Consider using graphics or lower thirds to add context. For example, identifying a speaker on the lower-third graphic (think CNN.)

Do you need to illustrate a point? Make a chart. Find the still shot you need. Practice switching to and from it during a mock live broadcast.

18: Back Up Person

Plan to have one crew member who isn’t specifically assigned to a task. When the unexpected happens (and it will!) the available crew member can handle the problem while the broadcast continues.

19: Do Not Do This

Just like radio, dead silence is bad. A few moments of just background noise – in some cases – is alright, such as the sounds of a game or parade you’re covering.

No ‘umm’s’ and ‘ahh’s.’ Yes, we said that one earlier. But please… too many and you will lose audience members because it drives some people stark raving buggy and annoys others.

20: Interaction

Find ways to interact with your audience. For example, before and after the broadcast, chat, on-stream, etc. Read and answer questions on air.

21: Get to the Good Stuff Fast

Don’t go crazy with introductions or setting up what’s going to happen. Just jump in and get started.

22: Relax. Have Fun

Don’t expect to be perfect because you won’t be, and that’s okay.

Have fun. You made a mistake? Good. Have fun with that, too. If you’re having fun, your audience is having fun, and they’ll tune in to see you again.

That last tip is absolutely the most important.

You’ll find everything is so much easier if you simply don’t take this process too seriously.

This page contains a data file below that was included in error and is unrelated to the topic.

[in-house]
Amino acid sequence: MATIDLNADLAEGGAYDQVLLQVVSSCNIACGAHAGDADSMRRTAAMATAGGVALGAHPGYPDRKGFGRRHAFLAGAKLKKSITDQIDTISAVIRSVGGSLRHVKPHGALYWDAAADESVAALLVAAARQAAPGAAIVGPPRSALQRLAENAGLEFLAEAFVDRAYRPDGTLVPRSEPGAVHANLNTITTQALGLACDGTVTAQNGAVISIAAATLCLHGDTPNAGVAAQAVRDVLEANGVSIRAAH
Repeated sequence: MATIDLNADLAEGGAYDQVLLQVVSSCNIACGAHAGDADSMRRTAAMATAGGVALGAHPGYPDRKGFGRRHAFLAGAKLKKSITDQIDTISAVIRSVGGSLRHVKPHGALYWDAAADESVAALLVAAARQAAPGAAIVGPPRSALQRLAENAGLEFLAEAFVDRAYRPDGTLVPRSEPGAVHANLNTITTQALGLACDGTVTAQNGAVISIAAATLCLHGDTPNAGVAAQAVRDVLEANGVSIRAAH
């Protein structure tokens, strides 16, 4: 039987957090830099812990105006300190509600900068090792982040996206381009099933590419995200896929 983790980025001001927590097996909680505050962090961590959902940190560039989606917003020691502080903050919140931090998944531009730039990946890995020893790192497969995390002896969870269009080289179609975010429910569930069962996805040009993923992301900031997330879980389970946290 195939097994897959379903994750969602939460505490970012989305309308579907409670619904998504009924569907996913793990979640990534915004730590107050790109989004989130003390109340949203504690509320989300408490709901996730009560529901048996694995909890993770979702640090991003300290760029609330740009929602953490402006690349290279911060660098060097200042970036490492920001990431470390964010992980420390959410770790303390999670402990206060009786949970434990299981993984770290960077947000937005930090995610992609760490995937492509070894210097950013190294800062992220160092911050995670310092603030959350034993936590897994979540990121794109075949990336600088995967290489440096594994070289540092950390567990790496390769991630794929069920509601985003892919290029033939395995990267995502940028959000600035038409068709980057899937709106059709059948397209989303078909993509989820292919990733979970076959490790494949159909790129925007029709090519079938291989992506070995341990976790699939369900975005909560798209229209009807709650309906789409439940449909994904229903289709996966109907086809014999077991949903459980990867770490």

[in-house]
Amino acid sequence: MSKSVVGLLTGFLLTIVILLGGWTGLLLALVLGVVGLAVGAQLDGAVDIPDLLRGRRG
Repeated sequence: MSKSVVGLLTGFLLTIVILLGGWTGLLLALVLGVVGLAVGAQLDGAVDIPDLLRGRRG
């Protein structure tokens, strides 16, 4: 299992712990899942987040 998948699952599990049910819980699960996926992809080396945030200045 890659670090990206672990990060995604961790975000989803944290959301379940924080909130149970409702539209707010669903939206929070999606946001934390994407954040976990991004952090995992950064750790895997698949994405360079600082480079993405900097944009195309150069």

Plus, you’ll want to do it again and again if you’re enjoying it, and that’s how you’ll grow your audience, authority and profits online.

Source: hbti

0

Why Your Upsells Aren’t Converting Well

No doubt you’ve seen plenty of upsells yourself, especially in the make-money niche.

Why Your Upsells Aren’t Converting Well

You’ve seen good methods and bad. Maybe you’ve even gotten aggravated at the whole upsell process you had to go through to get your product.

And maybe you’ve even had customers complain to you about your upsells. (Hopefully not.)

Here’s why upsells are so tricky – they can seem a bit… and let’s be honest here…

DEVIOUS.

“Buy my product and you can get XYZ benefit!”

They buy your product and you say, “Whoopsie, if you REALLY want to get XYZ benefit, then you also need to purchase this second product.”

And the third, and the fourth…

This is why some people ask ahead of time if there are any upsells.

They’ve had too many experiences where the product seller held something back from the first product in order to make more money by selling a second product.

It’s like selling someone a car, and then saying, “Wait, if you REALLY want to drive this thing, you might want to purchase a steering wheel, too.”

They purchase the steering wheel, expecting to now get their car, except you say, “Wait, if you REALLY want to drive this thing any distance at all, you might want to buy tires, too, because driving on the rims is slow and hazardous.”

And on and on.

Your upsell needs a REASON to exist beyond you making more money – a reason your seller understands and appreciates.

Building a plug-in and purposely holding back features so they buy the upgrade is not a good reason from the buyer’s point of view (it might be a good reason from your point of view, but that’s another matter.)